Homemade cannon blamed in explosives death

2012-12-11T17:29:00Z 2012-12-28T16:08:37Z Homemade cannon blamed in explosives deathBy CLAIR JOHNSON cjohnson@billingsgazette.com The Billings Gazette

Federal agents with the Bureau of Alcohol, Tobacco, Firearms and Explosives indicate in documents that a homemade cannon caused the death recently of a Billings man.

Billy J. Ullom, 49, died Dec. 1 after suffering severe blood loss from shrapnel injuries at a residence east of Laurel, Yellowstone County Sheriff’s Lt. Bill Jones said earlier.

ATF and county authorities executed a federal search warrant on Dec. 5 at the residence on Seitz Ronan Road where the incident occurred. The search warrant and related documents were unsealed this week in U.S. District Court.

The search warrant records indicate that Ullom was injured shortly after the fuse of a homemade cannon was lighted. He died afterward at a hospital.

Assistant U.S. Attorney Jessica Fehr declined to comment on possible charges in the case. 

The investigation began after sheriff’s deputies responded to a 911 call at the residence and found Ullom lying on the ground in a field and bleeding profusely from the groin area, Sheriff’s Detective Timothy Siegle said in court records. Siegle also is a member of the ATF task force.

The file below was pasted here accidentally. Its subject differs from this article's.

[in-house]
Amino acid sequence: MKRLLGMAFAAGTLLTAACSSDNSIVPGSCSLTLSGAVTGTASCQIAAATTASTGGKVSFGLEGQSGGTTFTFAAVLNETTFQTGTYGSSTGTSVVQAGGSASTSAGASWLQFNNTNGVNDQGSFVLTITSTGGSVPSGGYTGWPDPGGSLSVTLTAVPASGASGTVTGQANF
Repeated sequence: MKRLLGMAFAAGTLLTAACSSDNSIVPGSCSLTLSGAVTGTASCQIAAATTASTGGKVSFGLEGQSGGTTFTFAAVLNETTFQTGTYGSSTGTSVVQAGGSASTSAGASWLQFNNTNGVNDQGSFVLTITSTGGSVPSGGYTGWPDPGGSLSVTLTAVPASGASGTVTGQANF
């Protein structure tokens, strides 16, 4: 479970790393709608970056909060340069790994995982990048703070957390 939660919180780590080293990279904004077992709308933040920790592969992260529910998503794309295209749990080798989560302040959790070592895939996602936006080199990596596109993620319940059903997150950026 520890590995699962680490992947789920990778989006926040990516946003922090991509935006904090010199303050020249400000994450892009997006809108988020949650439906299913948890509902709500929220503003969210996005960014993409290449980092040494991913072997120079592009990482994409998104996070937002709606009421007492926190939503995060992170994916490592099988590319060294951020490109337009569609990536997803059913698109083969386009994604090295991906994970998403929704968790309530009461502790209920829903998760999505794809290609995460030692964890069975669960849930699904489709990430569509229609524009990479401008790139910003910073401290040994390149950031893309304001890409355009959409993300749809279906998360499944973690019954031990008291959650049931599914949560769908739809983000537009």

A witness told deputies that a group at the property was firing rocks from a homemade cannon. When the loaded cannon was ignited, the barrel exploded and some of the shrapnel from the barrel hit Ullom, Siegle said.

In an interview with an ATF agent, the owner of the cannon said he was a pipefitter and had built the cannon about seven years ago. He had fired the cannon about 150 times previously without a problem, the records said.

The pipefitter told the agent he had loaded the cannon with explosive powder and multiple rocks, aimed it toward a target and inserted and lit the fuse. After hearing the powder explode, the pipefitter looked over and saw Ullom fall to the ground.

The cannon was made from a metal pipe that was about 21 inches long with a 3-inch bore diameter.

Siegle said such a device that has a bore diameter greater than a half-inch is considered under federal regulations to be a destructive device and is not exempt from registration in the National Firearms Registration and Transfer Record. A records search showed no registration of the cannon by the owner, he said.

Items seized during the search included an energy bill, a homemade silencer, rifle powder, an empty container of muzzle loading powder, a shotgun and a shotgun shell, court records said.

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